The presentation of history is often separated. There is white American history. There is African-American history. There is Seminole history. The women I chose for his book are women of all colors because often they worked together about large community issues. In fact, I think it was because of their blended work, that very important historic breakthroughs occurred. Therefore, the women I selected were likely to have been the ﬁrst in their particular endeavor. That meant they often were in the forefront of a larger wave of history that surrounded them. Trail-blazers. The most fun I have with history is when I can connect the dots. Large movements or events usually culminate after many little early steps occur earlier. While often one thinks that a powerful event develops overnight, that is partially so. Early baby steps, repeated over and over again many times have led to that big act. Since women's history is often hidden or obscured, its history suggests a route to locate some of those early preliminary, almost rehearsal steps that led to the ﬁnal big ﬁnale. To dig out women's history is hard work. But even that is fun because it becomes as close to detective work as that shown on television programs. It is not unusual to ﬁnd that the women who made some of those early steps were still unknown. Annie Reed is one example of a woman who was virtually unknown in either the white or black community. Lorna Simpson and Stella Taylor were two others. I revised the legendary story of Frank Stranahan who sold the property on which Dillard School was built for one dollar. Those dots had not been connected before and when I connected them, a larger, different picture suddenly unfolded. Exciting. In 20th century America the struggle for individual freedoms regardless of color, gender, and sexual orientation transformed our society and culture. Often these efforts gained credence through federal intervention and legislation. Men and women alike shared the ﬁght. Witness the end of the 41 years of Seminole Wars, the arrival of the railroad, the Seminole acquisition of their reservation, the color transformation of Fort Lauderdale's public school system and other public places, the preservation movement, WWII, the efforts for women's vote and rights, and the transformation of Fort Lauderdale into the Venice of America. In all of these changes, women of all colors left their marks. They were "Too Hot to Hide". The stories about each of these women could easily have ﬁlled a book about each of them. Actually, I have not done them all of what they deserve with only the short written versions of their lives. Their passion for excellence in whatever part of life they embraced especially shows in the "Women's Firsts" Roll I created. These women showed a particular talent for ﬁnding and deﬁning themselves in their contributions to the place they lived in-Fort Lauderdale. My father taught me a belief. He said, "There is no one right way to do anything. The task is to ﬁnd your way and do it." Each of these women showed how to do it and will forever serve as an inspiration for each of us women to ﬁnd our own way in this life in Fort Lauderdale. That is empowerment.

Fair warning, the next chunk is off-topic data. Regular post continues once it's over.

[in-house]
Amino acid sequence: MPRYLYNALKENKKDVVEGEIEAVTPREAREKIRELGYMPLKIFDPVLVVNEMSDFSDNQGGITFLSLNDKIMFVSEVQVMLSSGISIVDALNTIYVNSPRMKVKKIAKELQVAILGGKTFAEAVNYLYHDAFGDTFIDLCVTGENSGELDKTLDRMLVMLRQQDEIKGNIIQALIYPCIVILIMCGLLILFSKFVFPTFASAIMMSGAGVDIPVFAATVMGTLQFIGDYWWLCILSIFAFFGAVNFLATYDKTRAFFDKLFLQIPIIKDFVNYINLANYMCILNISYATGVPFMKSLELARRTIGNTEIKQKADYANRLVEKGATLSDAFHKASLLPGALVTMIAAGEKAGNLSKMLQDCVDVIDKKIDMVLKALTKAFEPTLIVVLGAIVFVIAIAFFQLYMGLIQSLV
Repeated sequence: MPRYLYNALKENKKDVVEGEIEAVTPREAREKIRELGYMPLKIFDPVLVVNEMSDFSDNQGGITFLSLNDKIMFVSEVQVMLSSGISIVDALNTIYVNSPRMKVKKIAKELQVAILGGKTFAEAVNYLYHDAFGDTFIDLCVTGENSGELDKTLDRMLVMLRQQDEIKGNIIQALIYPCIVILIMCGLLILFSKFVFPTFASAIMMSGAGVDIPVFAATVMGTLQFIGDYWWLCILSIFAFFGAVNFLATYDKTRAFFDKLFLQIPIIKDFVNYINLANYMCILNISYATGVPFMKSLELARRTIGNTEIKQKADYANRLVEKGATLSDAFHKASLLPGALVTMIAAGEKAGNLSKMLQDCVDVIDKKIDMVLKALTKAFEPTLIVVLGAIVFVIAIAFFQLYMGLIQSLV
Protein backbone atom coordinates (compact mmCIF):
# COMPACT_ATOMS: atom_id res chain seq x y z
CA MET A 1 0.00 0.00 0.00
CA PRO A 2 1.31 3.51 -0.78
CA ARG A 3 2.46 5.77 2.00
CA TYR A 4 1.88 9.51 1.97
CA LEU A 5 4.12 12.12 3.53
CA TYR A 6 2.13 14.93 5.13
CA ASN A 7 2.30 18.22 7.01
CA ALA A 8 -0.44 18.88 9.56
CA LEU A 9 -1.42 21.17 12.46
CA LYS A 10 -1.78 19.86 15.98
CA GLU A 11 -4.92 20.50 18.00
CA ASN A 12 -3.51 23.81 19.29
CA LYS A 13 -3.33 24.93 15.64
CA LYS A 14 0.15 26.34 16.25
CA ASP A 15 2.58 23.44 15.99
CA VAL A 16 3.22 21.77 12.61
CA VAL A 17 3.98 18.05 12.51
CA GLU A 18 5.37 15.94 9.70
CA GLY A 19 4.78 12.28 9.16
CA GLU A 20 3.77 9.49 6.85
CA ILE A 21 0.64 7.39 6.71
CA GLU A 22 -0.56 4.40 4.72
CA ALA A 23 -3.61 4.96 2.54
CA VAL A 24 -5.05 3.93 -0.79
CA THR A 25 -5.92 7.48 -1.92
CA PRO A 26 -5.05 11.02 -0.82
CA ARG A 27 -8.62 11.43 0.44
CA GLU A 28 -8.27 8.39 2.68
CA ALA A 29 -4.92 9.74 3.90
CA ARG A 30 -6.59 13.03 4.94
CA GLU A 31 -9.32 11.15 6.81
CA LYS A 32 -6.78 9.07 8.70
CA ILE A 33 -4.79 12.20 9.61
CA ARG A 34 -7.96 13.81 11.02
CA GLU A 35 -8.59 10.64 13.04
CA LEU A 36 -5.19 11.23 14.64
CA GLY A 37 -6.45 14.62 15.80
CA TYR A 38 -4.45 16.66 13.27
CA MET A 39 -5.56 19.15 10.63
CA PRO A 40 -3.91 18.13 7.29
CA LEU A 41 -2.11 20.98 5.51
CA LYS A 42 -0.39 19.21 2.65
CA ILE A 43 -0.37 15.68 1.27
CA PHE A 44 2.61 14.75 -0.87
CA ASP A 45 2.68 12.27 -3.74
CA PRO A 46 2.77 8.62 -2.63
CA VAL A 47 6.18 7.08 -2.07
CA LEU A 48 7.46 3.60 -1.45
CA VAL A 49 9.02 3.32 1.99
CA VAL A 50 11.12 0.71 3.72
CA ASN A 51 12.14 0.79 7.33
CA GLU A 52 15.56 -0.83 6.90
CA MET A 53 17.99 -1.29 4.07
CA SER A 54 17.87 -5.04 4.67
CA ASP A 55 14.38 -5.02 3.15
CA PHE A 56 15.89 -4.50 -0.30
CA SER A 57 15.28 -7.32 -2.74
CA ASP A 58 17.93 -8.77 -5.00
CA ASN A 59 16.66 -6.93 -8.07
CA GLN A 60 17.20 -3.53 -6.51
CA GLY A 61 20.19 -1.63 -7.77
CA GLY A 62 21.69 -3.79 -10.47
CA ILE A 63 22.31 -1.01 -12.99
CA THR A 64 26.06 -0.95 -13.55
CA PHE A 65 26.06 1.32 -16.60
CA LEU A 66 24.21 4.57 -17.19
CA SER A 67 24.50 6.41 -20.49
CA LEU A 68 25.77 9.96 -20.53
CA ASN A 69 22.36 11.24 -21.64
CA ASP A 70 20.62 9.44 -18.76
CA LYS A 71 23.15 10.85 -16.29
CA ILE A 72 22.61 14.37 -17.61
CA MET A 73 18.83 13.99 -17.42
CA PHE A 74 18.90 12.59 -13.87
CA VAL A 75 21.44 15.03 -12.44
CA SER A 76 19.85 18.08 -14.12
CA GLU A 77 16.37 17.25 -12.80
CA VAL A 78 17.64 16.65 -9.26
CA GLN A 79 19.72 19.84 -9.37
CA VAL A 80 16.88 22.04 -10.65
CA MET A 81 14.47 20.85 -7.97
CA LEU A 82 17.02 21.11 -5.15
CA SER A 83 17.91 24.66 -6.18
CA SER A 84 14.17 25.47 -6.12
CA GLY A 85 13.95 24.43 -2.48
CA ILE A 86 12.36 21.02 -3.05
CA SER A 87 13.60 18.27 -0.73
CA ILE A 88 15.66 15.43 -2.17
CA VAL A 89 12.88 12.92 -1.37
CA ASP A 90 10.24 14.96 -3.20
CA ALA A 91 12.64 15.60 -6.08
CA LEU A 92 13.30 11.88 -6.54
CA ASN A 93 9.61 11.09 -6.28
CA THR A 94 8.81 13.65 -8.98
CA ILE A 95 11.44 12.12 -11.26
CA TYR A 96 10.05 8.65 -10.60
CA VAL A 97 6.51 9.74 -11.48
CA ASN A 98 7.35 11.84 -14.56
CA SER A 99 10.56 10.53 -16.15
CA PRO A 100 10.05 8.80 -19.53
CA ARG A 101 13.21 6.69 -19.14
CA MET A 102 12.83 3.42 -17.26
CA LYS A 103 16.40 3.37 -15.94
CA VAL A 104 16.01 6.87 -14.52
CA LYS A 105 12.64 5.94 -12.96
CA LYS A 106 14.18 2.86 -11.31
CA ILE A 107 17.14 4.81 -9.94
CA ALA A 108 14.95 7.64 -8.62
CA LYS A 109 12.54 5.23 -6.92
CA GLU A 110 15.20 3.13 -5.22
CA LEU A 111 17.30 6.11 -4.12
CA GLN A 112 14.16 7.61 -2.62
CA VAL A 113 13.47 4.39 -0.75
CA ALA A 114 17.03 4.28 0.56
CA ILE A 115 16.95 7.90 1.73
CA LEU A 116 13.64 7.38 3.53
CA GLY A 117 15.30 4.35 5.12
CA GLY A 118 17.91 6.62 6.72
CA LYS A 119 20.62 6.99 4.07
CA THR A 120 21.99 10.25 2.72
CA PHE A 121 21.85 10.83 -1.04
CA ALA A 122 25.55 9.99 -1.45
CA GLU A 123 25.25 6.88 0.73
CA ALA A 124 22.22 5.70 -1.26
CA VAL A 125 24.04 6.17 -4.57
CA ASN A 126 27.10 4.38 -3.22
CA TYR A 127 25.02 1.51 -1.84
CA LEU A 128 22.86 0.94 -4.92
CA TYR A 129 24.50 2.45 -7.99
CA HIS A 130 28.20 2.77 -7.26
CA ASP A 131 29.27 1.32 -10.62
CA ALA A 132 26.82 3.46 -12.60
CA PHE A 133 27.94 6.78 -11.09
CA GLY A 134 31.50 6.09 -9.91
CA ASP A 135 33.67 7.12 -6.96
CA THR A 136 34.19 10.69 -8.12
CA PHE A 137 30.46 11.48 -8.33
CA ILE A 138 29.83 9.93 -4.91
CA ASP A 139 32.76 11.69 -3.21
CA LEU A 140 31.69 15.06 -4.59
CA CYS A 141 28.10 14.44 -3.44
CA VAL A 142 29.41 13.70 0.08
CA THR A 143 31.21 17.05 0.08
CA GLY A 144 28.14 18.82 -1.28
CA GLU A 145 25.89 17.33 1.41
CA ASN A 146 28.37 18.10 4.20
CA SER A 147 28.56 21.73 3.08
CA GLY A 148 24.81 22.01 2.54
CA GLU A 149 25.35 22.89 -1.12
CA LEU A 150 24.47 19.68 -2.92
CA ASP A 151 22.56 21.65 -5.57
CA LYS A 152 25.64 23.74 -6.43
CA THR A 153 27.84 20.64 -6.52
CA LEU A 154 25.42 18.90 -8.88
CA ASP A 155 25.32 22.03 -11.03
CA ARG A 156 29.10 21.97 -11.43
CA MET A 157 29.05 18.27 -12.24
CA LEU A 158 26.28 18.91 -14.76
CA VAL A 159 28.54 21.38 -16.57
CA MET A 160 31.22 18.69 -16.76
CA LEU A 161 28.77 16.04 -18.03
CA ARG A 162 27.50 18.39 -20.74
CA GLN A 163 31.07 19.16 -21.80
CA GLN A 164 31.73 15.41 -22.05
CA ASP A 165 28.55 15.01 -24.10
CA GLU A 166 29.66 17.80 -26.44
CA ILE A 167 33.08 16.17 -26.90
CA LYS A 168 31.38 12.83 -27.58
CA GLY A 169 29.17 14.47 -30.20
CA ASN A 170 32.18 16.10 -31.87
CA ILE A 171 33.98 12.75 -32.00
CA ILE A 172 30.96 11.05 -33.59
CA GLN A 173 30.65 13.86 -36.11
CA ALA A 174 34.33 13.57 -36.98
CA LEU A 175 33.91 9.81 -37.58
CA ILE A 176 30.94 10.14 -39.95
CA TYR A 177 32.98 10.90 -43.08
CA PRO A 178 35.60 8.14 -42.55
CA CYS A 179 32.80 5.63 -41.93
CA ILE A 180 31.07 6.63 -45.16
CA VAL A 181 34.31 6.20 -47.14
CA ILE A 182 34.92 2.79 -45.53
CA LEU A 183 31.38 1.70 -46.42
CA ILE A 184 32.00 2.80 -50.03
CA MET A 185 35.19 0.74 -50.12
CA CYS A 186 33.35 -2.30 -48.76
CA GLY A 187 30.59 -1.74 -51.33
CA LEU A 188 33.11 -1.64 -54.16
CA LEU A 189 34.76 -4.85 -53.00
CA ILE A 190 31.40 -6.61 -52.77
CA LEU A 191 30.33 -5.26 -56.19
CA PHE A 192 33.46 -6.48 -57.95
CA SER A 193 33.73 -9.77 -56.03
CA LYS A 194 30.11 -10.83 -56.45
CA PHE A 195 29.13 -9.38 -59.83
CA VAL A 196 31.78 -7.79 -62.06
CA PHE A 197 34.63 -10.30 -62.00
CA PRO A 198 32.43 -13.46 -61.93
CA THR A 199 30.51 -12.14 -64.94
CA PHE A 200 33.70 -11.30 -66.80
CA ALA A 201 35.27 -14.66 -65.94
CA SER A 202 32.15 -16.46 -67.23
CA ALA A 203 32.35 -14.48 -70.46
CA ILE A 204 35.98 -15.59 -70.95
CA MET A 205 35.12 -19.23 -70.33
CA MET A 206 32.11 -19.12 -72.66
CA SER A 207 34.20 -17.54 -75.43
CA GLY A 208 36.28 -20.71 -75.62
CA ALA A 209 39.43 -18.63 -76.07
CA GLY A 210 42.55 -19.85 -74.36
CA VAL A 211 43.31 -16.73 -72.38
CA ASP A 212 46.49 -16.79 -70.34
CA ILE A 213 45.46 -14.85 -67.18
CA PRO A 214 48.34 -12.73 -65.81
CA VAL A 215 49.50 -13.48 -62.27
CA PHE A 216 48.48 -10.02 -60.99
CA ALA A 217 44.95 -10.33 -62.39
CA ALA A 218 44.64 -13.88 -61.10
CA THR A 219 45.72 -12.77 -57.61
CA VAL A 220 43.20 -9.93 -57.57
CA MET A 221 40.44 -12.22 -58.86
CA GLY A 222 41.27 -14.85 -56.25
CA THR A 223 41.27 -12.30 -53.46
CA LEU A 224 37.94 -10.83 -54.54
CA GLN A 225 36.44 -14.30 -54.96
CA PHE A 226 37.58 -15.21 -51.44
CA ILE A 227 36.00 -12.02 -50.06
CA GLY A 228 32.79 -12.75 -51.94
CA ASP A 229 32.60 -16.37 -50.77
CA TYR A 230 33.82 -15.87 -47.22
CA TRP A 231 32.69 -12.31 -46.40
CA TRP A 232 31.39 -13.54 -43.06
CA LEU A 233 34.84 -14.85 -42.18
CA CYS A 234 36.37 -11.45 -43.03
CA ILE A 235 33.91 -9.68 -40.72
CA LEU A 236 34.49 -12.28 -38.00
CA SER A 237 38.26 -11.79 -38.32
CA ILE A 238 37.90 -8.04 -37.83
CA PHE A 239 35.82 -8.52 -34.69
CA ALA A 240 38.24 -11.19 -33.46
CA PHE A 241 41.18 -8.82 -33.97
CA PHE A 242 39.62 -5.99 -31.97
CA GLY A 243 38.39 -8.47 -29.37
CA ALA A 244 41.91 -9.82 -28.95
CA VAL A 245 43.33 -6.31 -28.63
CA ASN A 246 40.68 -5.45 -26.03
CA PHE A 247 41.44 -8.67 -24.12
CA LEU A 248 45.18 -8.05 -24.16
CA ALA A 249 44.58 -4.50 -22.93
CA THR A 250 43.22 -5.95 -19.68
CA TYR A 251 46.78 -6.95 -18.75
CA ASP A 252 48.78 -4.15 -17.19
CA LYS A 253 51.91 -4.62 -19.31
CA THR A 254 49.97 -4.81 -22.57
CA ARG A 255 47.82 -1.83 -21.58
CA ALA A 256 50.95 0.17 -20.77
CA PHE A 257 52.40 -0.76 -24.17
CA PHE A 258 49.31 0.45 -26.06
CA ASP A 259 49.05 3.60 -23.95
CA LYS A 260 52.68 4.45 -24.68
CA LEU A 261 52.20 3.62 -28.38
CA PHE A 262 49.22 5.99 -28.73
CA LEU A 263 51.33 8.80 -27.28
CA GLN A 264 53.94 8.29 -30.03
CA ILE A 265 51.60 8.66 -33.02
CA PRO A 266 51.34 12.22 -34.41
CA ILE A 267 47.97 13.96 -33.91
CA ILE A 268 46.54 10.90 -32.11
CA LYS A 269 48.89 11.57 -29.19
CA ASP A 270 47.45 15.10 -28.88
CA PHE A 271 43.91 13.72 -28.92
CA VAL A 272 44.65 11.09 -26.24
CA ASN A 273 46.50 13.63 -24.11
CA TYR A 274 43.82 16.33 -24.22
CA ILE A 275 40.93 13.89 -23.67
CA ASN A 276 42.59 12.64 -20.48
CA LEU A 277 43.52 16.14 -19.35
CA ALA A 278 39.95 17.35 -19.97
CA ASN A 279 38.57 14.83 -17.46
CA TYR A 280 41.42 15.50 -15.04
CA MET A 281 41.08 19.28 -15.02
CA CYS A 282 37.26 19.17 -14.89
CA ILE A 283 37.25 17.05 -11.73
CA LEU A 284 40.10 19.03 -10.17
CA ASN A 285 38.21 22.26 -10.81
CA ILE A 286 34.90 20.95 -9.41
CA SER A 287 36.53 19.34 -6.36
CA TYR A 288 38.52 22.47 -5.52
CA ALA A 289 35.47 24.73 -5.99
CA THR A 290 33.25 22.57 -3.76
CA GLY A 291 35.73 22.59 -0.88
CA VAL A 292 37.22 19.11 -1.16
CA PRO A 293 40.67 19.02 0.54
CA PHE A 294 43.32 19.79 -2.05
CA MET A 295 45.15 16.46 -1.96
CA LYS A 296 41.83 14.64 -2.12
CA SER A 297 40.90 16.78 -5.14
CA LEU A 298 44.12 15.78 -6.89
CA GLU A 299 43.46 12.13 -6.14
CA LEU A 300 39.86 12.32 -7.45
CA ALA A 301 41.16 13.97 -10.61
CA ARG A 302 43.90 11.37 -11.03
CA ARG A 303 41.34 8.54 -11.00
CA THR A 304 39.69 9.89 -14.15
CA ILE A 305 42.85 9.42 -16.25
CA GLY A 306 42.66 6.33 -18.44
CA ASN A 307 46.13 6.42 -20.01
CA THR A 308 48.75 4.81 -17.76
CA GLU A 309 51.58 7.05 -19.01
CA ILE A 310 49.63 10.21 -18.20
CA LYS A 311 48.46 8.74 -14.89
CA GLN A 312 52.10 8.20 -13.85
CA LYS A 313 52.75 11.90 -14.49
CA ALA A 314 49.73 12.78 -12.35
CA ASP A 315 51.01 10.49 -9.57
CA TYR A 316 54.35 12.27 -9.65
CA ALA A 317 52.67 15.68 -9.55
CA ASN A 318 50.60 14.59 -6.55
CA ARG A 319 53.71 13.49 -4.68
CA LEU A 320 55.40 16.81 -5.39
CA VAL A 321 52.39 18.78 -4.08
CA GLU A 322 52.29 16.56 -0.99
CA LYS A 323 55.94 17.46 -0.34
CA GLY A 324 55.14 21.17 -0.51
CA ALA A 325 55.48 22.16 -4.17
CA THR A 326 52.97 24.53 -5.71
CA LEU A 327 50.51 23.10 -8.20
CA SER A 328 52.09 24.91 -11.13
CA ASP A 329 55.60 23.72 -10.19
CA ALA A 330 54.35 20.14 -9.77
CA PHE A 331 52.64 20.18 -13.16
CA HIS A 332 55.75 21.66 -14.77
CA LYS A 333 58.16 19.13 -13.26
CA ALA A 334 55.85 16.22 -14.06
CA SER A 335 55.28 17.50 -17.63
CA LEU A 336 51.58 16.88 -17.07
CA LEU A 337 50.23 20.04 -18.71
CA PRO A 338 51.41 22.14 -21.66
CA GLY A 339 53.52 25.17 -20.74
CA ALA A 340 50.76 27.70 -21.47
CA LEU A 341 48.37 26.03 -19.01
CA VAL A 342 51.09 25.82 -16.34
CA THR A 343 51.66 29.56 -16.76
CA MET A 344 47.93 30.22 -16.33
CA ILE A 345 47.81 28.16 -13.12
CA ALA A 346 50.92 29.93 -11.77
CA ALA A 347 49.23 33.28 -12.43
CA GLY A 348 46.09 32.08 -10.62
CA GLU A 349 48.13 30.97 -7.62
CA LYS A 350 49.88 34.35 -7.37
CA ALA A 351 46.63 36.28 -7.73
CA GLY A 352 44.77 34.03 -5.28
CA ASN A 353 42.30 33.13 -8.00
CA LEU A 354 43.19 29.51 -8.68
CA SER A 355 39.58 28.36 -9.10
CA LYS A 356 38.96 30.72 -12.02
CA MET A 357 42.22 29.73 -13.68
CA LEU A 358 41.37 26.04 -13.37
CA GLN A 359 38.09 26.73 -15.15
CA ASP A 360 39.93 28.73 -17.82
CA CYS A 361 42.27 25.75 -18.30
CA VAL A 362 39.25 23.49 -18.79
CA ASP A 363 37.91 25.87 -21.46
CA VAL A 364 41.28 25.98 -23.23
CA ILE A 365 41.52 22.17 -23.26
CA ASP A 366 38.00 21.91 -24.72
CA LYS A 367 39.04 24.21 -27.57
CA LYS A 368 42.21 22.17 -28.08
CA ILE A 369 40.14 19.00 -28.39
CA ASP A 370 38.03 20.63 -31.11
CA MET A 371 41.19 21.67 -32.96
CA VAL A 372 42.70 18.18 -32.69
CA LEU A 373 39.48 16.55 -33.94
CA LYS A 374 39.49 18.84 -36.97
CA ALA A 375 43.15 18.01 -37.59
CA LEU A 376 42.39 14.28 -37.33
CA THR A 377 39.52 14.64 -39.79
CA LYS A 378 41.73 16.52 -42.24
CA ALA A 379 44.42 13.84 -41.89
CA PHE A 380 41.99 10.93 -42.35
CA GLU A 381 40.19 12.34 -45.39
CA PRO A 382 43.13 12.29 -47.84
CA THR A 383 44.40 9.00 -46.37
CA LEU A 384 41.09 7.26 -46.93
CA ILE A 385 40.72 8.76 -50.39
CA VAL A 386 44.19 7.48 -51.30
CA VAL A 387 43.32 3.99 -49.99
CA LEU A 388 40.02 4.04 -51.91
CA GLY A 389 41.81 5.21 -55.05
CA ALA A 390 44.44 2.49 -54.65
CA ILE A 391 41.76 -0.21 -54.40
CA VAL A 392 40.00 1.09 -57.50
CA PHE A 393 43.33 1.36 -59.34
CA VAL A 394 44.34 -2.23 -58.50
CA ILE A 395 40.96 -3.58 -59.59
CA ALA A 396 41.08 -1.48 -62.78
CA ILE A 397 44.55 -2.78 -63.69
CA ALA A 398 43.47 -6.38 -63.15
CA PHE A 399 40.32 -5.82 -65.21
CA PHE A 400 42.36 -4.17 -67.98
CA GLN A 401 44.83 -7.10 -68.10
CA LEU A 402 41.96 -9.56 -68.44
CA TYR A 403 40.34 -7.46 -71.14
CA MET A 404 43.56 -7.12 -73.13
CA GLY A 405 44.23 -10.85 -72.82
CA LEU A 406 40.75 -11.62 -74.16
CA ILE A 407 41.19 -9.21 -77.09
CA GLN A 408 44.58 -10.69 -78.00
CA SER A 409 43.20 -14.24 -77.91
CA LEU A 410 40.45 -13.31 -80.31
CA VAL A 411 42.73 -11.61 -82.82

|Title||:||Too Hot to Hide: Remarkable Women of Fort Lauderdale|